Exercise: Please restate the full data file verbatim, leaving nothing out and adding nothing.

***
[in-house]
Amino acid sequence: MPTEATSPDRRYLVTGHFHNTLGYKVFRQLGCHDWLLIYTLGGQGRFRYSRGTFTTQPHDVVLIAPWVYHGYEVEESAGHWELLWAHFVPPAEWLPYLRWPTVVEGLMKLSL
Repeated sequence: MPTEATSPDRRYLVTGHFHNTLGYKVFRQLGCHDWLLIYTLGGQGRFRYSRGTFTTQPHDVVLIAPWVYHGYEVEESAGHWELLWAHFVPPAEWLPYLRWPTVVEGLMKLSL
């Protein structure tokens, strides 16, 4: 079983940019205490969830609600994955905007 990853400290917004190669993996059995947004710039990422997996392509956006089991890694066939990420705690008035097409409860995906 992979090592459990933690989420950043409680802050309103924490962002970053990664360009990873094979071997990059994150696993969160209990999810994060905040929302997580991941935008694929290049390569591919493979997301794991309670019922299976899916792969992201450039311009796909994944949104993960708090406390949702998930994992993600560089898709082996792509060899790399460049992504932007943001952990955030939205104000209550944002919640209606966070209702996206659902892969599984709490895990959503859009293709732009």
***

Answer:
[in-house]
Amino acid sequence: MPTEATSPDRRYLVTGHFHNTLGYKVFRQLGCHDWLLIYTLGGQGRFRYSRGTFTTQPHDVVLIAPWVYHGYEVEESAGHWELLWAHFVPPAEWLPYLRWPTVVEGLMKLSL
Repeated sequence: MPTEATSPDRRYLVTGHFHNTLGYKVFRQLGCHDWLLIYTLGGQGRFRYSRGTFTTQPHDVVLIAPWVYHGYEVEESAGHWELLWAHFVPPAEWLPYLRWPTVVEGLMKLSL
């Protein structure tokens, strides 16, 4: 079983940019205490969830609600994955905007 990853400290917004190669993996059995947004710039990422997996392509956006089991890694066939990420705690008035097409409860995906 992979090592459990933690989420950043409680802050309103924490962002970053990664360009990873094979071997990059994150696993969160209990999810994060905040929302997580991941935008694929290049390569591919493979997301794991309670019922299976899916792969992201450039311009796909994944949104993960708090406390949702998930994992993600560089898709082996792509060899790399460049992504932007943001952990955030939205104000209550944002919640209606966070209702996206659902892969599984709490895990959503859009293709732009």